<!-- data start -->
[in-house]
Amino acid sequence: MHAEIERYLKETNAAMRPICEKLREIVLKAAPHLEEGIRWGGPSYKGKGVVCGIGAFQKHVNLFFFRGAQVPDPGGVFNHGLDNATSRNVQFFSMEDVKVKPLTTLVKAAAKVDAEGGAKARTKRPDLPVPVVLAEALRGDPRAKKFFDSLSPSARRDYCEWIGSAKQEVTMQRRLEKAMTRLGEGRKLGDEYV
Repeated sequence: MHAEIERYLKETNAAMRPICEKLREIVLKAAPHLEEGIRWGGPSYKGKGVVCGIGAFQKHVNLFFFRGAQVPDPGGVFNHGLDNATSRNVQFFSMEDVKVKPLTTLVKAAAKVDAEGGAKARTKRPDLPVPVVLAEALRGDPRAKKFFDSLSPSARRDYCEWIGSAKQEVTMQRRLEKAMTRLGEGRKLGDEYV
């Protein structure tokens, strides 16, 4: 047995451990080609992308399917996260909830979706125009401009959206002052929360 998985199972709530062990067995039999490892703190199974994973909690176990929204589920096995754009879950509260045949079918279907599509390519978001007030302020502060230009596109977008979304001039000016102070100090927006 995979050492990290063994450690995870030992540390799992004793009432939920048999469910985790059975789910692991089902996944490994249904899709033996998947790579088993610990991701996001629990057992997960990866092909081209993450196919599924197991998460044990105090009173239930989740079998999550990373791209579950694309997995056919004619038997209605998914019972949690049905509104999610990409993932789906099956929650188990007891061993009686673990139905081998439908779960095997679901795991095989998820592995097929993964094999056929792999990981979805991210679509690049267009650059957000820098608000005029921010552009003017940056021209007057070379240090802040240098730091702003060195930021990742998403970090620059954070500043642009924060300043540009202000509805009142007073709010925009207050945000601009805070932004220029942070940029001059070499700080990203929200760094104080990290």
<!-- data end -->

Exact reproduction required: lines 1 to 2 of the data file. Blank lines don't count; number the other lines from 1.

[in-house]
Amino acid sequence: MHAEIERYLKETNAAMRPICEKLREIVLKAAPHLEEGIRWGGPSYKGKGVVCGIGAFQKHVNLFFFRGAQVPDPGGVFNHGLDNATSRNVQFFSMEDVKVKPLTTLVKAAAKVDAEGGAKARTKRPDLPVPVVLAEALRGDPRAKKFFDSLSPSARRDYCEWIGSAKQEVTMQRRLEKAMTRLGEGRKLGDEYV